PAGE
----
Xi Guangan was paid the equivalent of $282,000 to kill a real estate mogul's competition. Hesitant to do so, he hired another hitman to do it for him. But the outsourcing didn't stop there.
What does a contract killer do when he doesn’t want to do his job? According to the BBC, he gets arrested for repeatedly trying to subcontract his work.
A group of five hesitant hitmen in Guangxi, China were imprisoned this week for doing exactly that. After businessman Tan Youhui paid an assassin the equivalent of $282,000 to “take out” his competitor, the sniper simply offered to pay someone else to do the job for him — offering him half the lump sum.
Remarkably, that second man hired a third to replace him. He, in turn, hired another — and then the fourth hitman also hired another. In a desperate act, the fifth and final hitman introduced himself to the prospective victim (known only as Wei) in a cafe and proposed faking his death instead.
This strange scenario first went to trial in 2016, and finally came to a close after three long years of assessing the guilty parties. Unsurprisingly, the court in Nanning, Guangxi found all five hitmen, as well as Tan, guilty of attempted murder.
The failed murder plot began in 2013, and shared no parts of the scene on display in that cafe three years later. According to The Guardian, Mr. Wei sued Tan and his real estate business that fall. Tan’s response was a much darker one.
Afraid of a lengthy court case and losing large amounts of money, he simply hired hitman Xi Guangan to murder the competition. The job was then passed around like a hot potato until a fifth man named Ling Xinsi was offered the equivalent of just $14,000 to kill his mark.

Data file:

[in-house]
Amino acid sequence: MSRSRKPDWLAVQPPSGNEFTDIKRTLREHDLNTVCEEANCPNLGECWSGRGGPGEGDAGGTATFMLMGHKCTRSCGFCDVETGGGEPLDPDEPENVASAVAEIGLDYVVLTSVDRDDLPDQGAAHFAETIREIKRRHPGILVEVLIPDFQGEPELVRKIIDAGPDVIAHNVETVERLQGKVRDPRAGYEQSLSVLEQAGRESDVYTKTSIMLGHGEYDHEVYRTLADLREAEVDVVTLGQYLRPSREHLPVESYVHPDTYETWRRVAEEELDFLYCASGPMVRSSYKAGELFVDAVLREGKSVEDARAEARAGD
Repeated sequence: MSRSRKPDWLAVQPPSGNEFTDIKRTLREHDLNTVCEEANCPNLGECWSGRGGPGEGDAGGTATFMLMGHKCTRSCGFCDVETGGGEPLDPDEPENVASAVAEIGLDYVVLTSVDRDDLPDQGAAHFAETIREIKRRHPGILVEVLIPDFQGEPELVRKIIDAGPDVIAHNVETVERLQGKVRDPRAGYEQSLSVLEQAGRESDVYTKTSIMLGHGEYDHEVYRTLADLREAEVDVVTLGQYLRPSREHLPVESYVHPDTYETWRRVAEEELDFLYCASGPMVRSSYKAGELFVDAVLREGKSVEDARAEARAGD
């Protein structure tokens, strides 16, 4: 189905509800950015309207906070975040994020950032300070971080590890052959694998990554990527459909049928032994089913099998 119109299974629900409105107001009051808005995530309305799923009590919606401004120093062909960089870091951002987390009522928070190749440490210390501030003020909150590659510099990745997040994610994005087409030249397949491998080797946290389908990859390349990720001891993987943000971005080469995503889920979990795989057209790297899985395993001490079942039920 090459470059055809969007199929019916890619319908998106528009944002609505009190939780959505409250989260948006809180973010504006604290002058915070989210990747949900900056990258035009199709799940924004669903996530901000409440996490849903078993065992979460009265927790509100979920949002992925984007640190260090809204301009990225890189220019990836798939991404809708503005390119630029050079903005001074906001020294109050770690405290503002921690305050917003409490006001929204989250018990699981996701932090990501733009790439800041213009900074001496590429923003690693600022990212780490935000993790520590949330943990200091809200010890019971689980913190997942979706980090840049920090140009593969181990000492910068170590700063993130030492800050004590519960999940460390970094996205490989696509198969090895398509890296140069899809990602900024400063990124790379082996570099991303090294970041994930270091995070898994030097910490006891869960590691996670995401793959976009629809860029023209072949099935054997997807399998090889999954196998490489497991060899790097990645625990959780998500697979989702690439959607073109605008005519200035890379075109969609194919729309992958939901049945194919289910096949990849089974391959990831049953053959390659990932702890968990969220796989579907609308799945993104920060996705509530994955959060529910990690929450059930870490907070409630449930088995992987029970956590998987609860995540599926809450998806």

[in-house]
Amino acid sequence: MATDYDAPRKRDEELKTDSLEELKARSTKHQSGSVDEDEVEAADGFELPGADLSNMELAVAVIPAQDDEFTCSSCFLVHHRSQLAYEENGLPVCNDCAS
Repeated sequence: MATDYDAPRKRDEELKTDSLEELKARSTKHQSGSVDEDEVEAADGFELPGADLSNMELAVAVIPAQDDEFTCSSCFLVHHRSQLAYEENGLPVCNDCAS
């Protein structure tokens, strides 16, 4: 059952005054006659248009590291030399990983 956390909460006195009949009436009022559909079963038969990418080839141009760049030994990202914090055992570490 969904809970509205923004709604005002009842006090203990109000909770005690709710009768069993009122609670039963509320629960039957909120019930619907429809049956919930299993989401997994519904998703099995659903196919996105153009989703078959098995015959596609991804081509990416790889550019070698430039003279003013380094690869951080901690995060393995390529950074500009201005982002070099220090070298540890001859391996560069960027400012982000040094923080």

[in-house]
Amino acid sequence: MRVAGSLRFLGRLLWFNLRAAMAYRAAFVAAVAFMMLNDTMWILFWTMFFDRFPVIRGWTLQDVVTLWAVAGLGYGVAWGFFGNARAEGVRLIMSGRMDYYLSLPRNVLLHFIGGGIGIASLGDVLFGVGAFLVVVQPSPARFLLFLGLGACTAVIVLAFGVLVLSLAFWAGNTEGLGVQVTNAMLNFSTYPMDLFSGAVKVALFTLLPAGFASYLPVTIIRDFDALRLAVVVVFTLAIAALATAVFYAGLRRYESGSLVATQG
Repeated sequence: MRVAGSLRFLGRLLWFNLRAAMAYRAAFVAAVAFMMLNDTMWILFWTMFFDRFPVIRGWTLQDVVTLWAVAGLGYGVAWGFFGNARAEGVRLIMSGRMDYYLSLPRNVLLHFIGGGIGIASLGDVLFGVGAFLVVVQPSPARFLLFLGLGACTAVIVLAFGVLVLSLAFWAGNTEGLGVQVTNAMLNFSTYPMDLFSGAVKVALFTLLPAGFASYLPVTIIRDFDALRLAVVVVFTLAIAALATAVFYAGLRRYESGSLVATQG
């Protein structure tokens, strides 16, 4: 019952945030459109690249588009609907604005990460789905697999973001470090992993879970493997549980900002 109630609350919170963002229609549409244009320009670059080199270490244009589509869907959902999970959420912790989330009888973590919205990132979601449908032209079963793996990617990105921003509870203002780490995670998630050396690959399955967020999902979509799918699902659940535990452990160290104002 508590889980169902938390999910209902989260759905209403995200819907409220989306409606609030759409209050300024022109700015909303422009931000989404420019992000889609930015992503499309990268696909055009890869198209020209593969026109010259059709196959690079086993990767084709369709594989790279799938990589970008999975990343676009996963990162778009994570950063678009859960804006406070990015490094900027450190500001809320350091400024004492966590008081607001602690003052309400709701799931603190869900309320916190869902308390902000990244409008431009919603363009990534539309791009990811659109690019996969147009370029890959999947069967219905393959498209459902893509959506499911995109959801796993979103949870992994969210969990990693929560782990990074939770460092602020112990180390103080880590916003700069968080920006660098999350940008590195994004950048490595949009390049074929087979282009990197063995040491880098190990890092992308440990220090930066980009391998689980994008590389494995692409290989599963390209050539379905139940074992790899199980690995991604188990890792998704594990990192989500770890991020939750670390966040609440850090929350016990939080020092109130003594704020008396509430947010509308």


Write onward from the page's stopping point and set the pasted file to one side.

Nearly half a year after the original contract was placed, Ling contacted the intended target by leaving him a note asking to meet in Nanning. The two men discussed the ruse of faking Wei’s death.
“For just 100,000 yuan, I don’t want to kill you, but you have to cooperate with me,” Ling explained.
Oddly enough, the two men actually went through with it, and staged the man’s murder. Before Wei disappeared for 10 days, Ling sent photos of a gagged, tied up, and seemingly dead Wei to the murderous boss.
Unfortunately for Ling and his contractor, the businessman changed his mind upon returning — and told the police everything.
While the Nanning Intermediate People’s Court in Guangxi explained in an Oct. 17 WeChat post that the six defendants “deliberately deprived others of their lives, and their actions constitute the crime of intentional homicide,” police misconduct nearly let them all off the hook.
In 2016, the five defendants (Ling had not been charged at the time) were cleared, as the court excluded evidence that authorities had gathered improperly.
In a court system where the conviction rate is 99%, that extraordinarily rare acquittal made several legal experts hopeful that the Chinese criminal justice system was actually improving. Of course, prosecutors appealed that decision, leading to this second trial that just concluded.
In the end, Tan received a five-year sentence, while Xi (the first hitman) was sentenced to three years and six months. The following two hitmen received sentences of three years and three months, while the fourth received a three-year sentence. The final would-be hitman Ling was sentenced to two years and seven months.
Turns out, if you can’t do the crime, you can just illegally hire someone else to do it — and then you can do the time.